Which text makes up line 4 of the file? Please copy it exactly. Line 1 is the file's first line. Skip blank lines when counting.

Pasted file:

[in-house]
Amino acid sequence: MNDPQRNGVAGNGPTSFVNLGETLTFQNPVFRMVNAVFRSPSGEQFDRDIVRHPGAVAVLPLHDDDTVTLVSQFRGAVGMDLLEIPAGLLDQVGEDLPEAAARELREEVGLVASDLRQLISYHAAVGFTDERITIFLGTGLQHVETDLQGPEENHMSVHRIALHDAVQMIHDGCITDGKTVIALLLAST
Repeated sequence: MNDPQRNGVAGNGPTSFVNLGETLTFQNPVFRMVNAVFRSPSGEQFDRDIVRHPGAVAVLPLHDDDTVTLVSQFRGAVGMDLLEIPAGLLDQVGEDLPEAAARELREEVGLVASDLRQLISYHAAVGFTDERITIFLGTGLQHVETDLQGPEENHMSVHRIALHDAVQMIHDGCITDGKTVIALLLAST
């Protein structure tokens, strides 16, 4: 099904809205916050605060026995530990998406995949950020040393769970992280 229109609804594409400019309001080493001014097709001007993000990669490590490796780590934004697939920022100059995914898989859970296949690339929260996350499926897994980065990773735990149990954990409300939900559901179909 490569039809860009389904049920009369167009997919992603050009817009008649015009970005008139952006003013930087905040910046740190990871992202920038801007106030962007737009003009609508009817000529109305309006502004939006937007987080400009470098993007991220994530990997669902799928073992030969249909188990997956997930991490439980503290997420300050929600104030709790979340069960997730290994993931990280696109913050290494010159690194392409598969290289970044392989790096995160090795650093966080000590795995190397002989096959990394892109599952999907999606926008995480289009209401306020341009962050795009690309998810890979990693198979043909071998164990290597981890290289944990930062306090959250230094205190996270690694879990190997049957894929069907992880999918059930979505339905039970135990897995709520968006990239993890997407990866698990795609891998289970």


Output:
């Protein structure tokens, strides 16, 4: 099904809205916050605060026995530990998406995949950020040393769970992280 229109609804594409400019309001080493001014097709001007993000990669490590490796780590934004697939920022100059995914898989859970296949690339929260996350499926897994980065990773735990149990954990409300939900559901179909 490569039809860009389904049920009369167009997919992603050009817009008649015009970005008139952006003013930087905040910046740190990871992202920038801007106030962007737009003009609508009817000529109305309006502004939006937007987080400009470098993007991220994530990997669902799928073992030969249909188990997956997930991490439980503290997420300050929600104030709790979340069960997730290994993931990280696109913050290494010159690194392409598969290289970044392989790096995160090795650093966080000590795995190397002989096959990394892109599952999907999606926008995480289009209401306020341009962050795009690309998810890979990693198979043909071998164990290597981890290289944990930062306090959250230094205190996270690694879990190997049957894929069907992880999918059930979505339905039970135990897995709520968006990239993890997407990866698990795609891998289970």